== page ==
India’s Crypto-Clueless Regulators
Even those who vaguely follow the cryptocurrency markets (as I am sure many readers of the Mises Wire do) are likely to have seen the recent news on this front from India. The Indian government is proposing legislation to “ban” cryptocurrencies. Given the present segmentation of the Indian government, it is expected that this law will pass. In this article, I will consider some of the chief concerns that may prompt regulators to consider, and unfortunately implement, in some cases, prohibitions on cryptocurrencies and adjacent activities.
Fool Me Once…
Before delving into the evaluation of this ordinance, it is worth considering this law and the context surrounding it in more detail. Indian officials have been mulling over cryptocurrency restrictions for some time now. As some readers might remember, the Reserve Bank of India (RBI), India’s monetary authority, imposed a substantial level of restrictions on cryptocurrencies in April 2018. These restrictions interdicted all RBI-regulated entities from engaging with businesses dealing with cryptocurrencies or settling cryptocurrency payments.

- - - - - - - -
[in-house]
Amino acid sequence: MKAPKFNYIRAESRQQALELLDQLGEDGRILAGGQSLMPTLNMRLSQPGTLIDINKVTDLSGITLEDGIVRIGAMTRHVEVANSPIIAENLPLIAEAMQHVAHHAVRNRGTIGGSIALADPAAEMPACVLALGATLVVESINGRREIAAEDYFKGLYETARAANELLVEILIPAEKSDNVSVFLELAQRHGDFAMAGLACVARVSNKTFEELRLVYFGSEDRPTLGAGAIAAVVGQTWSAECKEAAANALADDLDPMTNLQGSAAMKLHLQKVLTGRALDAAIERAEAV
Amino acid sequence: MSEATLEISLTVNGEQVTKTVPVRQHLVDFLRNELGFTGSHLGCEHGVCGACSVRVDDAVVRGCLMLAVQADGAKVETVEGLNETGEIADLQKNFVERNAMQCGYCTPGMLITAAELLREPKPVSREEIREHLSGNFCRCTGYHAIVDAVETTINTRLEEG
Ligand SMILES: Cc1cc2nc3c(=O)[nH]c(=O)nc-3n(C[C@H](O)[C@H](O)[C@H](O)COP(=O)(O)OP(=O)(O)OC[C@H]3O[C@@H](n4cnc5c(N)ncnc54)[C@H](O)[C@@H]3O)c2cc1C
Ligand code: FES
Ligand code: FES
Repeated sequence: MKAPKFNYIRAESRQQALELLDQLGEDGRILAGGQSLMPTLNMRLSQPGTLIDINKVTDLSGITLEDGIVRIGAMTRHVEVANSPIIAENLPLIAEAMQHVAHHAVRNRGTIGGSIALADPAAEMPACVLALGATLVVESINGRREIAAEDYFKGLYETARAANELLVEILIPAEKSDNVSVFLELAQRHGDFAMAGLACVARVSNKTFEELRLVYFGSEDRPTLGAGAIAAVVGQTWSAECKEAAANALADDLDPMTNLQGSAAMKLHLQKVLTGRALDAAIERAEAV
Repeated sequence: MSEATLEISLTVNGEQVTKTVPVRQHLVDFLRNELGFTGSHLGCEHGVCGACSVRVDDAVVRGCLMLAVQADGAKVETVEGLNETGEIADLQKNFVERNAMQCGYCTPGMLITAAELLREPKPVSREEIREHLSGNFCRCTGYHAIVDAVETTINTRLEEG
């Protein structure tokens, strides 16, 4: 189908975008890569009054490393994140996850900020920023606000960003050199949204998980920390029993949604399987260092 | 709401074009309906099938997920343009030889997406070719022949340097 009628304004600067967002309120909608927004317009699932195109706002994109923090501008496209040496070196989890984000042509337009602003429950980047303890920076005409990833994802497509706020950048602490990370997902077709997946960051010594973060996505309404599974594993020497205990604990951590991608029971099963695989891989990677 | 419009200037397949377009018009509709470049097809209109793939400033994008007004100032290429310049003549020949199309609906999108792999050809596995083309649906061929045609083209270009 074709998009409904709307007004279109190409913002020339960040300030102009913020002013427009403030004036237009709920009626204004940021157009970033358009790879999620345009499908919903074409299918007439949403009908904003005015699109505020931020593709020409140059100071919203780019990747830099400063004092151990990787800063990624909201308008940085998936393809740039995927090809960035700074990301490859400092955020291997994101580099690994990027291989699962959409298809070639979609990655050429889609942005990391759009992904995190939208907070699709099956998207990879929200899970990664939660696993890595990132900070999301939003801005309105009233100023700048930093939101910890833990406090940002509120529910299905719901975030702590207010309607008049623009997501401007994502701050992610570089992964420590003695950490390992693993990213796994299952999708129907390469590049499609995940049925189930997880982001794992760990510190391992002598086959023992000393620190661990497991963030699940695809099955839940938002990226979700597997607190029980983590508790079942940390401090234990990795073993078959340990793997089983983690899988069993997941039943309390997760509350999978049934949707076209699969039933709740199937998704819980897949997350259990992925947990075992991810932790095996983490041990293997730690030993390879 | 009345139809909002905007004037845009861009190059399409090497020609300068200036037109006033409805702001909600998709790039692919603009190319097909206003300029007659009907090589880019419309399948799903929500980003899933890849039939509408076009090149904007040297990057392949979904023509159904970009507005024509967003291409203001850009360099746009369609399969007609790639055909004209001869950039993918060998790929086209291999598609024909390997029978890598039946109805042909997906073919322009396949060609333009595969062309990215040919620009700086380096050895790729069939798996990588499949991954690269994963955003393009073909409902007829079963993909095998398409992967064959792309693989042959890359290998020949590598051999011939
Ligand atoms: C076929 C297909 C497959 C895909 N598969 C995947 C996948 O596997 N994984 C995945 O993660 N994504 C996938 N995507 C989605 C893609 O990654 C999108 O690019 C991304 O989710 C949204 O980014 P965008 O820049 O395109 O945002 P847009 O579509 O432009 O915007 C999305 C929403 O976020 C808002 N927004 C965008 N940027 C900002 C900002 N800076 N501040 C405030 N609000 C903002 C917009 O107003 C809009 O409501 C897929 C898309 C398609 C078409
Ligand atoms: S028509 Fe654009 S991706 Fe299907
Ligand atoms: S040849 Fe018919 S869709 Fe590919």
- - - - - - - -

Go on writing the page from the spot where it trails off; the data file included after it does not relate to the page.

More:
In essence, this compelled domestic cryptocurrency exchanges to make considerable alterations to their business model, leave the country altogether, or shut down their businesses. Understandably upset, Indian cryptocurrency exchanges filed a flurry of petitions with the Indian Supreme Court, which, to the benefit of these businesses, lifted this April 2018 ban. The supreme court, however, left open the possibility of the Indian Parliament imposing formal legislation that would regulate, or even ban cryptocurrencies outright. That is precisely what the government is looking to do, with the proposed law suggesting the penalization of anyone mining, trading, or even holding cryptocurrencies.
A Closer Look
Given the history of widespread corruption at all levels of Indian government that has persisted since its s
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